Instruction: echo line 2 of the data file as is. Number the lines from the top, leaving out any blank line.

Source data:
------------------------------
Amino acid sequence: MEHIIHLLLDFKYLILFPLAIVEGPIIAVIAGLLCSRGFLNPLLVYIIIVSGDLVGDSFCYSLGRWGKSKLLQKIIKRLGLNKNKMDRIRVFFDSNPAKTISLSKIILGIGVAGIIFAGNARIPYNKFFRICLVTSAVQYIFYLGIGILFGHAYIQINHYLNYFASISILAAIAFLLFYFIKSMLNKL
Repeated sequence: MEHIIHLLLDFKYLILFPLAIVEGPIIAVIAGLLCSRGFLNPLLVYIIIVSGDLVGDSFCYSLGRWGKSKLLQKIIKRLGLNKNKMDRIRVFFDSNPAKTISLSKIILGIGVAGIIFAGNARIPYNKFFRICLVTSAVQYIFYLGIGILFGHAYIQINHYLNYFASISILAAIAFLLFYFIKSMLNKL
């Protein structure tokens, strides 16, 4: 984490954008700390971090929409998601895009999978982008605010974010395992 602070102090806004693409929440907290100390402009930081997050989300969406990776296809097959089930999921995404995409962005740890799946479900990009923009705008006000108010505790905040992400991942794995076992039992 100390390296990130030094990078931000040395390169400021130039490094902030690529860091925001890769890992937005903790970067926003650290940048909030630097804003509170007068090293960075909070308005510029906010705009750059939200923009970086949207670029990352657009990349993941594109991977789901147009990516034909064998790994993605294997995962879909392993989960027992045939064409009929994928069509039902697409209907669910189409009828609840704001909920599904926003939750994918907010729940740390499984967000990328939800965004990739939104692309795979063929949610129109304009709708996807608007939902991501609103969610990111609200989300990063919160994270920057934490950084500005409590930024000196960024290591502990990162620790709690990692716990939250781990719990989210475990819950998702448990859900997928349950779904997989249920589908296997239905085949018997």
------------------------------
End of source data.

Repeated sequence: MEHIIHLLLDFKYLILFPLAIVEGPIIAVIAGLLCSRGFLNPLLVYIIIVSGDLVGDSFCYSLGRWGKSKLLQKIIKRLGLNKNKMDRIRVFFDSNPAKTISLSKIILGIGVAGIIFAGNARIPYNKFFRICLVTSAVQYIFYLGIGILFGHAYIQINHYLNYFASISILAAIAFLLFYFIKSMLNKL